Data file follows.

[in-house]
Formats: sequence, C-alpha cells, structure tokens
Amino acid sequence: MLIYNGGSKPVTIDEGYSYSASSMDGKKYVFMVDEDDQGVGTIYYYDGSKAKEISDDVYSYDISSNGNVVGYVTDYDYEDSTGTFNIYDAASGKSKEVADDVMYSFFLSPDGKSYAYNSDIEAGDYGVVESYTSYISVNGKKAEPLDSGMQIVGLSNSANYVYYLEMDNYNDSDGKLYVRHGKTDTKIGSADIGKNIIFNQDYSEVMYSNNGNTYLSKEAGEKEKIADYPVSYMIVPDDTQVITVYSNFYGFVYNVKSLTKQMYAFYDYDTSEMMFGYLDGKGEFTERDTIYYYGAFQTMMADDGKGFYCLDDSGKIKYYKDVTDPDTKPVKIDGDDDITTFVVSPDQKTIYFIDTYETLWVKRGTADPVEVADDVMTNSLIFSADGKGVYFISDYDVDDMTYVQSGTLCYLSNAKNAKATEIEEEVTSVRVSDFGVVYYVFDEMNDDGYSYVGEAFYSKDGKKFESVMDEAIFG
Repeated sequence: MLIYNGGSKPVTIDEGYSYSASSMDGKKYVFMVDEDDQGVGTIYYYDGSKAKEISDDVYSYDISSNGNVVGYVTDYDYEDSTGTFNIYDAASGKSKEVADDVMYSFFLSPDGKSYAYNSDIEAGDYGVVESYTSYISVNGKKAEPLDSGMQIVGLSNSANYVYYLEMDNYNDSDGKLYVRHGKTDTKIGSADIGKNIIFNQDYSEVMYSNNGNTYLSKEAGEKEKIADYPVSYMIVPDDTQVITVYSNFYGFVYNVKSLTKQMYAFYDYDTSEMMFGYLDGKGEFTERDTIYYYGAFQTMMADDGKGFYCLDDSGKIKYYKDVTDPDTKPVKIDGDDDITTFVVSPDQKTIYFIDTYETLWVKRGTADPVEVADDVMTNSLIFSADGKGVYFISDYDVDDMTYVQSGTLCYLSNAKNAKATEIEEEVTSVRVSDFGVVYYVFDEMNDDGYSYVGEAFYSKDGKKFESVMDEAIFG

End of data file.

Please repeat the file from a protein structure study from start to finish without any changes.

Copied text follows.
[in-house]
Formats: sequence, C-alpha cells, structure tokens
Amino acid sequence: MLIYNGGSKPVTIDEGYSYSASSMDGKKYVFMVDEDDQGVGTIYYYDGSKAKEISDDVYSYDISSNGNVVGYVTDYDYEDSTGTFNIYDAASGKSKEVADDVMYSFFLSPDGKSYAYNSDIEAGDYGVVESYTSYISVNGKKAEPLDSGMQIVGLSNSANYVYYLEMDNYNDSDGKLYVRHGKTDTKIGSADIGKNIIFNQDYSEVMYSNNGNTYLSKEAGEKEKIADYPVSYMIVPDDTQVITVYSNFYGFVYNVKSLTKQMYAFYDYDTSEMMFGYLDGKGEFTERDTIYYYGAFQTMMADDGKGFYCLDDSGKIKYYKDVTDPDTKPVKIDGDDDITTFVVSPDQKTIYFIDTYETLWVKRGTADPVEVADDVMTNSLIFSADGKGVYFISDYDVDDMTYVQSGTLCYLSNAKNAKATEIEEEVTSVRVSDFGVVYYVFDEMNDDGYSYVGEAFYSKDGKKFESVMDEAIFG
Repeated sequence: MLIYNGGSKPVTIDEGYSYSASSMDGKKYVFMVDEDDQGVGTIYYYDGSKAKEISDDVYSYDISSNGNVVGYVTDYDYEDSTGTFNIYDAASGKSKEVADDVMYSFFLSPDGKSYAYNSDIEAGDYGVVESYTSYISVNGKKAEPLDSGMQIVGLSNSANYVYYLEMDNYNDSDGKLYVRHGKTDTKIGSADIGKNIIFNQDYSEVMYSNNGNTYLSKEAGEKEKIADYPVSYMIVPDDTQVITVYSNFYGFVYNVKSLTKQMYAFYDYDTSEMMFGYLDGKGEFTERDTIYYYGAFQTMMADDGKGFYCLDDSGKIKYYKDVTDPDTKPVKIDGDDDITTFVVSPDQKTIYFIDTYETLWVKRGTADPVEVADDVMTNSLIFSADGKGVYFISDYDVDDMTYVQSGTLCYLSNAKNAKATEIEEEVTSVRVSDFGVVYYVFDEMNDDGYSYVGEAFYSKDGKKFESVMDEAIFG